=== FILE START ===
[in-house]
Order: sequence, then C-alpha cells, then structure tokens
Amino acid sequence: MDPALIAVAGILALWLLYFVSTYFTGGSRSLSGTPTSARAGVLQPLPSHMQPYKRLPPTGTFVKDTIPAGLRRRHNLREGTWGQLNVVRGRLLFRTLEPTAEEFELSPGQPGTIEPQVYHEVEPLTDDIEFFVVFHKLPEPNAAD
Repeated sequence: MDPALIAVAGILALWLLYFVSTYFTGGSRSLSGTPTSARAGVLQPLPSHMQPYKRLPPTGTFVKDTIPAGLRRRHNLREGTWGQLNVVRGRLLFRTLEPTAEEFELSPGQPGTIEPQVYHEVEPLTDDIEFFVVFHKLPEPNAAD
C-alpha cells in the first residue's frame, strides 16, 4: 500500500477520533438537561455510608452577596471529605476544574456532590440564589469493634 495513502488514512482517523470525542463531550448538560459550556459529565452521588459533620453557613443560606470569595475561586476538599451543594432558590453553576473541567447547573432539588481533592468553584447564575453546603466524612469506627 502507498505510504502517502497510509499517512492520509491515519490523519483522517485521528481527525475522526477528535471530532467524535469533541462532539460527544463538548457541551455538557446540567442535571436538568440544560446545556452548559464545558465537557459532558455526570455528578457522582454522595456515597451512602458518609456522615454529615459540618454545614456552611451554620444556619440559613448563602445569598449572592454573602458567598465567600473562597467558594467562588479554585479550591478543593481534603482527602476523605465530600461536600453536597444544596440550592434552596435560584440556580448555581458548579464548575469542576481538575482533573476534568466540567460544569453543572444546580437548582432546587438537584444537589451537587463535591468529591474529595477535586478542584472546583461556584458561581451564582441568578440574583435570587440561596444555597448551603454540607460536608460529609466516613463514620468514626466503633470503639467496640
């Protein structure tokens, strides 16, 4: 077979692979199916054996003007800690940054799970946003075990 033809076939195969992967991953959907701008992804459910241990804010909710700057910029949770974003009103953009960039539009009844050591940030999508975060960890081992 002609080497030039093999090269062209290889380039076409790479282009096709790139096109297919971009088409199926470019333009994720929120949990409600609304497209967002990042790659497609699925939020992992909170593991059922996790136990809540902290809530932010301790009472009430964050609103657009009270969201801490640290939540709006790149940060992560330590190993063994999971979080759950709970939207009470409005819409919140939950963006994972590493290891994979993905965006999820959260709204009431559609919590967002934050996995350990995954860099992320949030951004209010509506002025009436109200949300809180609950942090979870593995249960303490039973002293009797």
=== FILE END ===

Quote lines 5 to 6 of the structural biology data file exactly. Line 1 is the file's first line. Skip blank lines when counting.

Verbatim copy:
C-alpha cells in the first residue's frame, strides 16, 4: 500500500477520533438537561455510608452577596471529605476544574456532590440564589469493634 495513502488514512482517523470525542463531550448538560459550556459529565452521588459533620453557613443560606470569595475561586476538599451543594432558590453553576473541567447547573432539588481533592468553584447564575453546603466524612469506627 502507498505510504502517502497510509499517512492520509491515519490523519483522517485521528481527525475522526477528535471530532467524535469533541462532539460527544463538548457541551455538557446540567442535571436538568440544560446545556452548559464545558465537557459532558455526570455528578457522582454522595456515597451512602458518609456522615454529615459540618454545614456552611451554620444556619440559613448563602445569598449572592454573602458567598465567600473562597467558594467562588479554585479550591478543593481534603482527602476523605465530600461536600453536597444544596440550592434552596435560584440556580448555581458548579464548575469542576481538575482533573476534568466540567460544569453543572444546580437548582432546587438537584444537589451537587463535591468529591474529595477535586478542584472546583461556584458561581451564582441568578440574583435570587440561596444555597448551603454540607460536608460529609466516613463514620468514626466503633470503639467496640
């Protein structure tokens, strides 16, 4: 077979692979199916054996003007800690940054799970946003075990 033809076939195969992967991953959907701008992804459910241990804010909710700057910029949770974003009103953009960039539009009844050591940030999508975060960890081992 002609080497030039093999090269062209290889380039076409790479282009096709790139096109297919971009088409199926470019333009994720929120949990409600609304497209967002990042790659497609699925939020992992909170593991059922996790136990809540902290809530932010301790009472009430964050609103657009009270969201801490640290939540709006790149940060992560330590190993063994999971979080759950709970939207009470409005819409919140939950963006994972590493290891994979993905965006999820959260709204009431559609919590967002934050996995350990995954860099992320949030951004209010509506002025009436109200949300809180609950942090979870593995249960303490039973002293009797």